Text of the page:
The Senate finally got their act together late Tuesday and came to a compromise on the human-trafficking bill that had been stalled in the chamber for a month, blocking the confirmation of Loretta Lynch as attorney general along the way.
Milbank began his piece by describing the love-fest, writing that everyone seemed to be kissing everybody else’s ass on the Senate floor:
Harry Reid thanked Patrick Leahy and Patty Murray, who praised Amy Klobuchar, who gave a nod to Mitch McConnell, who credited John Cornyn, who touted Chuck Grassley, Mark Warner, Heidi Heitkamp and Susan Collins.
He goes on to quote John Cornyn (R-TX) , the No. 2 Republican, as saying:
I’ve actually been somewhat surprised and more optimistic than I have been in a long time about how the Senate is beginning to work again. After a long period of dysfunction in the United States Senate, we are starting to see the United States Senate work again the way it should work. . . . I have hope for even more positive things to occur.
Now it’s time for the good stuff. Milbank interrupts the festivities writing:
It might be worth interrupting this victory lap to point out that the lawmakers were taking credit for the legislative equivalent of tying their shoes. The trafficking bill, which combats sex slavery, cleared committee unanimously but had been hung up over an extraneous provision about abortion funding; the dispute compounded a months-long delay for Lynch, who has enough votes to clear the Senate.
Pointing out the near complete failure of the Republican led Senate so far this session, Milbank concedes that “in this environment, baby steps count.”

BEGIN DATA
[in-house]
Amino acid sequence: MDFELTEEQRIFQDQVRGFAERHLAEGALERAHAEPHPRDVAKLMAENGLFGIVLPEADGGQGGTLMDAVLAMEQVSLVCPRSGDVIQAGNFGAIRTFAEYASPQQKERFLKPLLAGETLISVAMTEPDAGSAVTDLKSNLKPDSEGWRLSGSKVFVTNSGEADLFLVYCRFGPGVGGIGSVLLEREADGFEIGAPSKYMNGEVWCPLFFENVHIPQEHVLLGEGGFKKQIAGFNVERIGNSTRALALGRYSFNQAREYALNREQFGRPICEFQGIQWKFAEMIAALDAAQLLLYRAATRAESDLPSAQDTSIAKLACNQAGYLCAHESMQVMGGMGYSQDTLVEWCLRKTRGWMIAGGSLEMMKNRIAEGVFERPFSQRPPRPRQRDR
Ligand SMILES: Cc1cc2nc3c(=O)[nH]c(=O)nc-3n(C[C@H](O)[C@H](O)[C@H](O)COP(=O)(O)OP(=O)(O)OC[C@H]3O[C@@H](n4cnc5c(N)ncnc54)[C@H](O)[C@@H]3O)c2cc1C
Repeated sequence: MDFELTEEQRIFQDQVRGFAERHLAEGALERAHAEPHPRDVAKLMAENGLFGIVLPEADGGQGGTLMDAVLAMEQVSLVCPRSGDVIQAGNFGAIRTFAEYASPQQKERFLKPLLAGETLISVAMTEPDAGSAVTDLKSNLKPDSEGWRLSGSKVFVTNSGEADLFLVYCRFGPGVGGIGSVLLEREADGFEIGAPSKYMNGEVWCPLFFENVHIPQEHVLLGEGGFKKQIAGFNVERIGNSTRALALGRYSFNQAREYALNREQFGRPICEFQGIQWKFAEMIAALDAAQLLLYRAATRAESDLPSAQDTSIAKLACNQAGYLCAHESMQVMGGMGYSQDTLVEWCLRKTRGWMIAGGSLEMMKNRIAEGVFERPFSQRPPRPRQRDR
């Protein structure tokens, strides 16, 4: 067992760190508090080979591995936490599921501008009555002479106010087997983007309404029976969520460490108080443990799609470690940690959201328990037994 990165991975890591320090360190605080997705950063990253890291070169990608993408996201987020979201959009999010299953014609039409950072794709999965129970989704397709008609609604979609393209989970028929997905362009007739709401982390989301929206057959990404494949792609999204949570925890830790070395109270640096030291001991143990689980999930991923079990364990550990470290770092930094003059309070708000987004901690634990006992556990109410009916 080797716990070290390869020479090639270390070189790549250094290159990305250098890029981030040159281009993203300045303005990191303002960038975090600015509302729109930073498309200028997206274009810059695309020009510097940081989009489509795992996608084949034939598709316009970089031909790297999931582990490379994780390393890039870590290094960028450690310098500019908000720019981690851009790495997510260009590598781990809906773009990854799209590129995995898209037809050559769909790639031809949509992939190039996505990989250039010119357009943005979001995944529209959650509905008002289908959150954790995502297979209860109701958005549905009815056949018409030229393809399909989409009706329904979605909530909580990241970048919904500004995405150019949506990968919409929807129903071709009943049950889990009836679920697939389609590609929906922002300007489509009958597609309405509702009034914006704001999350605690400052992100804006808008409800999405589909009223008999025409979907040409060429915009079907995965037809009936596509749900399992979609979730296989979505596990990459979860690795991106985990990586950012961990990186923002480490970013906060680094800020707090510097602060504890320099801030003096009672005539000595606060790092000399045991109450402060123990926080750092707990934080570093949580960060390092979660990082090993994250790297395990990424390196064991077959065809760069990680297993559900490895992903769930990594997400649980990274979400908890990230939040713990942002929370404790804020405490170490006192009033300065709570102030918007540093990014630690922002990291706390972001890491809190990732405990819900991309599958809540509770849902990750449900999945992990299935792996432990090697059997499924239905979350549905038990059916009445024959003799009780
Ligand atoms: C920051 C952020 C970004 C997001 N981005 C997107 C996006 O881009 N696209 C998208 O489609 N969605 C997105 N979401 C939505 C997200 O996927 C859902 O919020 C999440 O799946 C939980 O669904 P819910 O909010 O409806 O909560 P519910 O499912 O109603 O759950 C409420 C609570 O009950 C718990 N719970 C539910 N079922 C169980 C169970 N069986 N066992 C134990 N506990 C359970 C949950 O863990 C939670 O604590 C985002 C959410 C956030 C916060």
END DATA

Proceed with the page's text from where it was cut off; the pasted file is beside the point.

However, as he concludes,
But it wasn’t long before the lawmakers were bickering again — this time about who should get the glory for the bipartisanship. McConnell said Democrats get “some credit,” if only because “we’ve given them an opportunity.” But his colleagues claimed credit for Republicans.
“When Republicans took control here, getting Washington working again wasn’t just a campaign slogan. . . . We are following through on it,” Sen. John Thune (R-S.D.) said after lunch with his GOP colleagues.
Sen. Roger Wicker (R-Miss.) hailed Republican leaders for “creating an atmosphere . . . where bipartisanship can break out.”
But Reid was having none of it. “Everything we’ve been able to get done has been things that we tried to get done when we were in the majority and they stopped it through their filibusters,” he said after lunch with Democratic colleagues. “We are not opposing things just to be opposing them as they did.”
The bipartisan bonhomie had lasted all of four hours.